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Physics Of Aortic Lesions
Source: Disturbances Of The Heart
Next in frequency to mitral insufficiency is aortic insufficiency,
which occurs most frequently in men. The cavity of the heart that is
most affected by this lesion is the left ventricle, which receives
blood both from the left auricle, and regurgitantly from the aorta.
This part of the heart, being the strongest muscular portion, is the
part most adapted to hypertrophy, and the hypertrophy with this
lesion is often enormous. For a long time this large muscular
section of the heart can overcome all difficulties of the aortic
insufficiency. The pulse, however, will always show the quickly lost
arterial pressure of every beat on account of the aorta losing its
pressure through the regurgitant flow of blood. Sooner or later,
from the impaired aortic tension causing a diminished or imperfect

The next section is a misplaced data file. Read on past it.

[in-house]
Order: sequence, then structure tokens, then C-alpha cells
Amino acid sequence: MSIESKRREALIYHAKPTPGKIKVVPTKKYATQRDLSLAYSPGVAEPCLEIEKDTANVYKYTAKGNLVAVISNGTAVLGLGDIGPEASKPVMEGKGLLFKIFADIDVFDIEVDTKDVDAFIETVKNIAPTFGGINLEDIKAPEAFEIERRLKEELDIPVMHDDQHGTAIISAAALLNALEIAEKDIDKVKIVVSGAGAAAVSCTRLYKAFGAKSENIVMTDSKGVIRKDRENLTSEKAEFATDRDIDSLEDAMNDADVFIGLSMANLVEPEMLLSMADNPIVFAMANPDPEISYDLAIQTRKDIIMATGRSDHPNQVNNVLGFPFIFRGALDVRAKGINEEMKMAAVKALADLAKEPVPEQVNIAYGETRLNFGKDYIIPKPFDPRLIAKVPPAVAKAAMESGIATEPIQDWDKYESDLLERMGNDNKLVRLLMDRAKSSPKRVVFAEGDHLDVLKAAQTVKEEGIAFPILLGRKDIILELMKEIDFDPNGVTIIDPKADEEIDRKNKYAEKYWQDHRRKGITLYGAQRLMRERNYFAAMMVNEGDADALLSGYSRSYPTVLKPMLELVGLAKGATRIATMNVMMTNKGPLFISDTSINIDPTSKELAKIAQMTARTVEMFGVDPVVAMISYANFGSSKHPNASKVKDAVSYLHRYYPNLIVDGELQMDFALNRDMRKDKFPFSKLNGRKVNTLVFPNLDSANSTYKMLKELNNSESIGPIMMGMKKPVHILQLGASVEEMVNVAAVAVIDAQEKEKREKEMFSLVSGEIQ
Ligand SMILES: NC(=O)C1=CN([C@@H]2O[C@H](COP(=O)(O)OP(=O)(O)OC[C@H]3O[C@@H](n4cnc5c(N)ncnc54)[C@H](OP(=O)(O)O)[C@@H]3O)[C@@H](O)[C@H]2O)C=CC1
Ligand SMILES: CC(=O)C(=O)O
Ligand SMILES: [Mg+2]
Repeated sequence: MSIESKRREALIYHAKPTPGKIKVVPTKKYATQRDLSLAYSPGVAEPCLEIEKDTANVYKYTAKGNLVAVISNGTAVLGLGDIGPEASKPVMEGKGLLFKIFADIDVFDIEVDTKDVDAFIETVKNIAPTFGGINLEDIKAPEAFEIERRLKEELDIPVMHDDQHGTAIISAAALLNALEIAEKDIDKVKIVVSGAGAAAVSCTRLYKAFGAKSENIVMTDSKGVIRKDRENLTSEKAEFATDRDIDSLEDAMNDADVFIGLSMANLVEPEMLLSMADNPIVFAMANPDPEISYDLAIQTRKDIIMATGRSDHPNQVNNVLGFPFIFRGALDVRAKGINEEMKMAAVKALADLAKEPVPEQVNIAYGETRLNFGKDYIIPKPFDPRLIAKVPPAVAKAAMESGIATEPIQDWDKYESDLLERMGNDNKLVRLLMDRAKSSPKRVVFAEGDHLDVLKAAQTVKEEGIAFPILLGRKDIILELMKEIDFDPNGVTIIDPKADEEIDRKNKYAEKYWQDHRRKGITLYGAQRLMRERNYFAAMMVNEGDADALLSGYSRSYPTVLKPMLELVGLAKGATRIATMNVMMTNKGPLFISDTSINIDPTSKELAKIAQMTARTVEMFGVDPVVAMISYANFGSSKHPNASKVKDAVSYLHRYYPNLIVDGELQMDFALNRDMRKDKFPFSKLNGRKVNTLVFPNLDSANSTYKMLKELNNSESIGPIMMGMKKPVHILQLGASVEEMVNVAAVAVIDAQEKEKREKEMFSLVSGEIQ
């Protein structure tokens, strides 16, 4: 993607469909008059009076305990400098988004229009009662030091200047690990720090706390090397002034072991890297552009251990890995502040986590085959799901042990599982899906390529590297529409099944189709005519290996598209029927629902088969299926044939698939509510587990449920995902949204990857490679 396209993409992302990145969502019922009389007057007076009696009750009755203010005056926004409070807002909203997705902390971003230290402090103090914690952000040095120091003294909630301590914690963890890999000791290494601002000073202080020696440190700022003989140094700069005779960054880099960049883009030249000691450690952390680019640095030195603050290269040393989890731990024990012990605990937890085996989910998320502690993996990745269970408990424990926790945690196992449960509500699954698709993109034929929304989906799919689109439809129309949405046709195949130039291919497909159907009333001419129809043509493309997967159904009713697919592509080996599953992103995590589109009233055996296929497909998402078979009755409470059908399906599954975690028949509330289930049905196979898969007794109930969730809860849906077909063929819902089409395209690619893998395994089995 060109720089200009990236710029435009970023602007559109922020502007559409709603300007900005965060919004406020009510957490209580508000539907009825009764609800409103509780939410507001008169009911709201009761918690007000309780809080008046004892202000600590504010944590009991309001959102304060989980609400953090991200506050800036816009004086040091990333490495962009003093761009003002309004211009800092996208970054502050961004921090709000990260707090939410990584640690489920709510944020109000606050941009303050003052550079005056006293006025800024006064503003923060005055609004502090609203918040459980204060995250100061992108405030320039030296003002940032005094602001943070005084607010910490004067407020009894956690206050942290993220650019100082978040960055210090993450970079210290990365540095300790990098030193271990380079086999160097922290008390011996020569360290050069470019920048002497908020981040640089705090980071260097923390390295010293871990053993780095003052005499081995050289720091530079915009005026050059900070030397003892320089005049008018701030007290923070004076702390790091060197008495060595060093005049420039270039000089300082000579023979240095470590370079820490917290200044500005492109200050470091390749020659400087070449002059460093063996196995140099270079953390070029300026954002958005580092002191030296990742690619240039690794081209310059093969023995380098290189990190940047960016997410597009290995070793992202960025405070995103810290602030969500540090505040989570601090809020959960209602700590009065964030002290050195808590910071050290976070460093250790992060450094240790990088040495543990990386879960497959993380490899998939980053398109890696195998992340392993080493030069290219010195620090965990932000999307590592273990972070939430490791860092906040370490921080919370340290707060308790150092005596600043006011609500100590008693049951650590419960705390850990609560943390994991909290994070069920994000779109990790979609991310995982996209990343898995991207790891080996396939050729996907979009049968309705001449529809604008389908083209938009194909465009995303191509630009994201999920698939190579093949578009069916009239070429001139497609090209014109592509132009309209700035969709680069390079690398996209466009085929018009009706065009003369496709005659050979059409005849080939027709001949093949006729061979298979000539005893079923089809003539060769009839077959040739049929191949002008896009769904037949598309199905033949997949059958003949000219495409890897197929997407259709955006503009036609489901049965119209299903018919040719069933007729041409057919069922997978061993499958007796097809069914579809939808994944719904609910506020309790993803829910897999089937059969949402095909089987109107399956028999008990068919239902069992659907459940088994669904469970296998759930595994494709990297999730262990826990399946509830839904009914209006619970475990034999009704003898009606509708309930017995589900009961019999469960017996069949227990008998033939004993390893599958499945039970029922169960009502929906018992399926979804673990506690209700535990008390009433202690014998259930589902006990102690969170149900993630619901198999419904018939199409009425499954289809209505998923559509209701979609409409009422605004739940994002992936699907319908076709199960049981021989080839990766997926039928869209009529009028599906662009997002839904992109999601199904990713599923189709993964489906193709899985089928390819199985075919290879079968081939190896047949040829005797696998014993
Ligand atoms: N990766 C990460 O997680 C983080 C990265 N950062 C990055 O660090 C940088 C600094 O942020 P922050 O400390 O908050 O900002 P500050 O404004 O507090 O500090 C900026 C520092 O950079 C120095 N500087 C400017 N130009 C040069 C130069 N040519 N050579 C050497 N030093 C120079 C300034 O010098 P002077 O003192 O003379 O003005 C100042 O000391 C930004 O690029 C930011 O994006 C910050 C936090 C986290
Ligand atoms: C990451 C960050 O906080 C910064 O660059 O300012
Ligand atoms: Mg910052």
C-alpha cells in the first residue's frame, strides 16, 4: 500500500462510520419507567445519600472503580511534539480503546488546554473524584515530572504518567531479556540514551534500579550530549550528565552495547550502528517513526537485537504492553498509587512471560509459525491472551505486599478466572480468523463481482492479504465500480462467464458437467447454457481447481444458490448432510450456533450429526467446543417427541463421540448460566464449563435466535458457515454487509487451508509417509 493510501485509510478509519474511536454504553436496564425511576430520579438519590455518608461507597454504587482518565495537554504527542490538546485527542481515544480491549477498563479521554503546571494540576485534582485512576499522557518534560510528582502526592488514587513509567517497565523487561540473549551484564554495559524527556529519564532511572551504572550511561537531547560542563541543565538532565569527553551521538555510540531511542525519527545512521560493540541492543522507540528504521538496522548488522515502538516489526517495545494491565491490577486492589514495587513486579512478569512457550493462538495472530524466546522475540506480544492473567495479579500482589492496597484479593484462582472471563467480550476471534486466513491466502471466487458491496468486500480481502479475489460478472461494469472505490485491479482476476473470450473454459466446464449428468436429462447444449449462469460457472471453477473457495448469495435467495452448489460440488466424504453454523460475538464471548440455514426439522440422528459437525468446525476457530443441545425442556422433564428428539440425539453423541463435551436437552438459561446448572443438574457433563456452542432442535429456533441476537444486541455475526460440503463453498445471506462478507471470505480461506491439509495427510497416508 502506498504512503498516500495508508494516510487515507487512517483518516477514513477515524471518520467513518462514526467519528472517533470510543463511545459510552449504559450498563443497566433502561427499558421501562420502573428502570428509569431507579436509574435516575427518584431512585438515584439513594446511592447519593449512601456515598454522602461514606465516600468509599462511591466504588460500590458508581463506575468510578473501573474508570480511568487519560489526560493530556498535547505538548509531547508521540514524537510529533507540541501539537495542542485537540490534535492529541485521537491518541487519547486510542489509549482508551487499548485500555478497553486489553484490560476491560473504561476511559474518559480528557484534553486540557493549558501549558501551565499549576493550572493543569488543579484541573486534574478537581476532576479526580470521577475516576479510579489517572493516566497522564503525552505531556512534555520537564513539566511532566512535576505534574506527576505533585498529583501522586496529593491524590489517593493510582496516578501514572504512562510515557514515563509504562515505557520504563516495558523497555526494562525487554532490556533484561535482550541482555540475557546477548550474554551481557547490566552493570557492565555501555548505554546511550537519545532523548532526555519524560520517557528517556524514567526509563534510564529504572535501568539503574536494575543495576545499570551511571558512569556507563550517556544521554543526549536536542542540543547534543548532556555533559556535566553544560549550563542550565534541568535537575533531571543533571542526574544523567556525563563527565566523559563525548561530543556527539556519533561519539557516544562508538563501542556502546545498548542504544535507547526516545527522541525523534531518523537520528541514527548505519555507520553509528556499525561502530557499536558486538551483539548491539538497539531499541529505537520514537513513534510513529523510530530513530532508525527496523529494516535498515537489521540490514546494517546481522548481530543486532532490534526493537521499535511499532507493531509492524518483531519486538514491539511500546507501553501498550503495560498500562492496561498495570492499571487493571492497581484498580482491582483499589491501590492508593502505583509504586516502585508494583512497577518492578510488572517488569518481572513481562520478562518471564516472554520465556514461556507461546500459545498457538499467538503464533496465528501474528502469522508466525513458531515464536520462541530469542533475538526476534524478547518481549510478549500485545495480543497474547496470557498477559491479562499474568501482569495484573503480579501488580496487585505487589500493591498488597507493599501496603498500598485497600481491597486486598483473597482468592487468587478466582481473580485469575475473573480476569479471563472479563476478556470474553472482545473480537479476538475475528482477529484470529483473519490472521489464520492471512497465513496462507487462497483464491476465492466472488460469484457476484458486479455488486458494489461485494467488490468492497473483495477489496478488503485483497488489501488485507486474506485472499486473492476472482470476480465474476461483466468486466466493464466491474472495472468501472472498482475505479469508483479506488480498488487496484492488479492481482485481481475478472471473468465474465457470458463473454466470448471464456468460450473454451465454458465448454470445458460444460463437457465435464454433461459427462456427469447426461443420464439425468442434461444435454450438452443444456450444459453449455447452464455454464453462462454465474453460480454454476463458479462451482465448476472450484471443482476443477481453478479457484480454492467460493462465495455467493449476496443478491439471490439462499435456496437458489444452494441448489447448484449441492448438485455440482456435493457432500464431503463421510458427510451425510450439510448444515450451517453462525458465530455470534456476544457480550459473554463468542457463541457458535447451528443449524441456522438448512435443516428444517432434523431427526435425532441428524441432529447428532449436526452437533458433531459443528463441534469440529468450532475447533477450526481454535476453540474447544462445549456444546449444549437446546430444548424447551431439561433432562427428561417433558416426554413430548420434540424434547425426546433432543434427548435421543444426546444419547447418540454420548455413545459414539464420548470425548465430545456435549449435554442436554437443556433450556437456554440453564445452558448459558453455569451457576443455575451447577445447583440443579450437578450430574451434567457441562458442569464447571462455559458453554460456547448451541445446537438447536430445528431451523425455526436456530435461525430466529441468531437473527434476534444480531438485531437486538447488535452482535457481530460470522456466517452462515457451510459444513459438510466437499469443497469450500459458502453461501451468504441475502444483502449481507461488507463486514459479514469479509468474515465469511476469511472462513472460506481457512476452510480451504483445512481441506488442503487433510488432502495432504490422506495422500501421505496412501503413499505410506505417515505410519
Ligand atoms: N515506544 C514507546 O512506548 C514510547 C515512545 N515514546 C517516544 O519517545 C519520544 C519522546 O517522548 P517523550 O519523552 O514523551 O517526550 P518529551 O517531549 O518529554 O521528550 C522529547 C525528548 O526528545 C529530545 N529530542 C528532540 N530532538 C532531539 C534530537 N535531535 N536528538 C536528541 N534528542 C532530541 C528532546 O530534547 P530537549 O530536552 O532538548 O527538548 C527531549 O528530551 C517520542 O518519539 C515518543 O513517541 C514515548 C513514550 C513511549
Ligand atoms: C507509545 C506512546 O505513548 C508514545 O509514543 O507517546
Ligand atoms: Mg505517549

flow of blood through the coronary arteries, impaired nutrition of
the heart muscle occurs. In other words, an intestinal or chronic
myocarditis or fibrosis develops, with perhaps later a fatty
degeneration. When this condition occurs, of course, the repair of
the heart is impossible.
This form of valvular lesion is the one that is most likely to cause
sudden death. In aortic regurgitation Nature causes the heart to
beat rapidly. Such a heart must never beat slowly, as the longer the
diastole prevails the more blood will regurgitate into the left
ventricle, and death may occur from sudden anemia of the base of the
brain. Such a heart may, of course, receive a sudden strain, or the
left ventricle may dilate, and yet serious myocarditis or fatty
degeneration may not have occurred.
The signs of lack of compensation are generally cardiac distress,
rapid heart, insufficiency of the systolic force of the left
ventricle, and therefore impaired peripheral circulation, a sluggish
return circulation, pendent edemas, and soon, with the left auricle
finding the left ventricle. insufficiently emptied, the damming back
of the blood is in broken compensation with the mitral lesions.
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